Chateau Builder To Fifth Avenue

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Hunt’s fortunes increased. He built town houses for the Elbridge T. Gerrys and the John Jacob Astors on Fifth Avenue and “cottages” for the Ogden Goelets, several for the O. H. P. Belmonts and for the Vanderbilts at Newport. If they inspired awe and envy by the massiveness of their fa¡ades, they bedazzled by the glitter and sumptuousness of their interiors. Entrance halls were two or three stories high, layer upon rich layer of balconies and balustrades, of carving and wrought iron, of chandeliers and sculptured nymphs and graces, of tremendous allegorical ceiling paintings and friezes. With a lavish hand he used white marble and pink marble and green marble and gold and still more gold. Hunt gave his clients Moorish rooms and Byzantine rooms and Palm Courts and Jacobean suites; bowls of orchids ornamented the marble-topped tables he helped his clients to select, exotic birds sang in Oriental cages he had suggested for their solariums, and the grand staircases would have been fit setting for a princess in train and coronet to descend to meet her courtiers. No wonder Hunt was the trusted darling of the New York rich. He was their taste and their sense of fitness.

By 1890 there was no question that Hunt, now sixty-three, was to most of his contemporaries the grand old master of American architecture. He had designed the base for the Statue of Liberty on Bedloes Island; he had put a new fa¡ade on the Metropolitan Museum and had built the Astor Library. He was at work on the plans for Biltmore and was soon to remodel Cornelius Vanderbilt’s cottage at Newport, “The Breakers,” a matter of alteration that cost its owner $3,000,000. There were those, to be sure, who preferred the kind of elegance that McKim, Mead, and White produced; their eclecticism was somehow less archaeological than Hunt’s and seemed fresher and less ponderous. There were those who thought that Richardson was the greatest architectural genius that America had produced, but by the Nineties he was dead at a tragically early age, his great promise only half-fulfilled. In the Middle West Louis Sullivan was immersed in the new aesthetic suggested to him by the use of steel construction and plate glass and there was a promising young draftsman named Frank Lloyd Wright working in his Chicago office. But when the Columbian Exposition was planned it was Hunt who was given the Administration Hall, the most prominent of all the buildings, to design.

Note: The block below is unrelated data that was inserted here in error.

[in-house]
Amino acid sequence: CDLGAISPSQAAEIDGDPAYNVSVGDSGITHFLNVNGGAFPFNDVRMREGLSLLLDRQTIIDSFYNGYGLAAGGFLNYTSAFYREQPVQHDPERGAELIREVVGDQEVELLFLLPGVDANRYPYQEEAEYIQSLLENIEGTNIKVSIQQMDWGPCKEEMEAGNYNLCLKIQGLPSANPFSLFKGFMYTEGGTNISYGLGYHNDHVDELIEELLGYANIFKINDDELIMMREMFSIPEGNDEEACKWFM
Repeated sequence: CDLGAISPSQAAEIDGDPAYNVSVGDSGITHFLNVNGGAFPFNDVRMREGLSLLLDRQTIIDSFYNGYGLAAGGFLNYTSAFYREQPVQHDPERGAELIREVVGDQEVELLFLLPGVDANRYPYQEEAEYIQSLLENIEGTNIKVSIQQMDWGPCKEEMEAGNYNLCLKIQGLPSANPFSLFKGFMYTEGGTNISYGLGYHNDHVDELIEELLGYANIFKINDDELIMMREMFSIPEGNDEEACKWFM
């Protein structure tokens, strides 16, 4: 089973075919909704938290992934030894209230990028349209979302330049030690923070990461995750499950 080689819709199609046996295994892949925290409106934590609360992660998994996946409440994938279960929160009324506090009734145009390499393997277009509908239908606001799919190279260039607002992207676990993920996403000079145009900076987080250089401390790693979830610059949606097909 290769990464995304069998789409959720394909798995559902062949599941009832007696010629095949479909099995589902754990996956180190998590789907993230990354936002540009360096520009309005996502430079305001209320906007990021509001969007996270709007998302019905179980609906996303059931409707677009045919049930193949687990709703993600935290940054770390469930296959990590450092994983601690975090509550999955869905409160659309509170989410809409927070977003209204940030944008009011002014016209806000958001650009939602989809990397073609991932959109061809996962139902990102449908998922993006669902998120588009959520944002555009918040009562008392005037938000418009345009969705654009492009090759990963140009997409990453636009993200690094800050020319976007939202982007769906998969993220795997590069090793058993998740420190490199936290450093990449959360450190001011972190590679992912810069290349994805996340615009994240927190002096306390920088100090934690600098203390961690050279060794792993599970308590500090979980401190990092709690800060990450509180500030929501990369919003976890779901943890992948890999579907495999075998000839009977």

“It was the World’s Columbian Exposition of 1893,” wrote Henry Stcele Commager in The American Mind just a few years ago, “that condemned American architecture to the imitative and the derivative for another generation.” But to the architects who planned it and the sculptors and painters who ornamented it, nothing so glorious had ever been offered to the American people. It was “The White City,” gleaming with plaster of Paris. Every one of its tremendous structures was bedecked by heroic sculpture and fluttering flags and was reflected in Lake Michigan or in the lagoons or in the artificial pools. “As a scenic display,” wrote Henry Adams, “Paris has never approached it,” and no wonder. Frederick Law Olmsted and his young assistant Henry Codman had chosen the site and brought order out of a chaos of wasteland along the lake shore. The Chicago architects John Wellborn Root and Daniel H. Burnham, the most famous practitioners in the city, were given supervision over the architectural plans, but they felt that the exposition should represent the architects not merely of the Middle West but of the whole nation. Hunt’s old pupil Henry Van Brunt and his partner, Frank M. Howe, were summoned from Kansas City; McKim, Mead, and White from New York; Peabody and Stearns from Boston. “When…in 1893,” wrote Van Brunt in his eulogy of Hunt, “several of us were summoned to act together again with him on the great national arena at Chicago, the natural dominance of the master again asserted itself without pretension, and we once more became his willing and happy pupils.”

The result of this was an array of Beaux Arts classicism as white and richly ornamented as a congregation of royal brides. The hundreds of thousands of mustachioed men in bowlers and women in leg-ofmutton sleeves who wandered on foot, or were pushed in wicker “rolling chairs,” or were wafted in the gondolas on the lagoons and reflecting pools, gazed up at domes and lofty columns capped with acanthus leaves, at ranked arches and sculptures symbolizing every virtue known to man. Taller than all the rest was Daniel Chester French’s colossal statue of The Republic, sixty-five feet from the hem of her dress to the laurel wreath that crowned her tresses.

“In the choice of the classic style,” wrote Talbot Hamlin, a devoted admirer of the American Rennaissance, “the consulting architects only symbolized popular taste; in the actual creation of the tremendously impressive group of buildings…they did more; they astonished, delighted, and fixed popular taste.” To him the Exposition was “the symbol of the arrival at full birth of that which may be called modern American architecture.”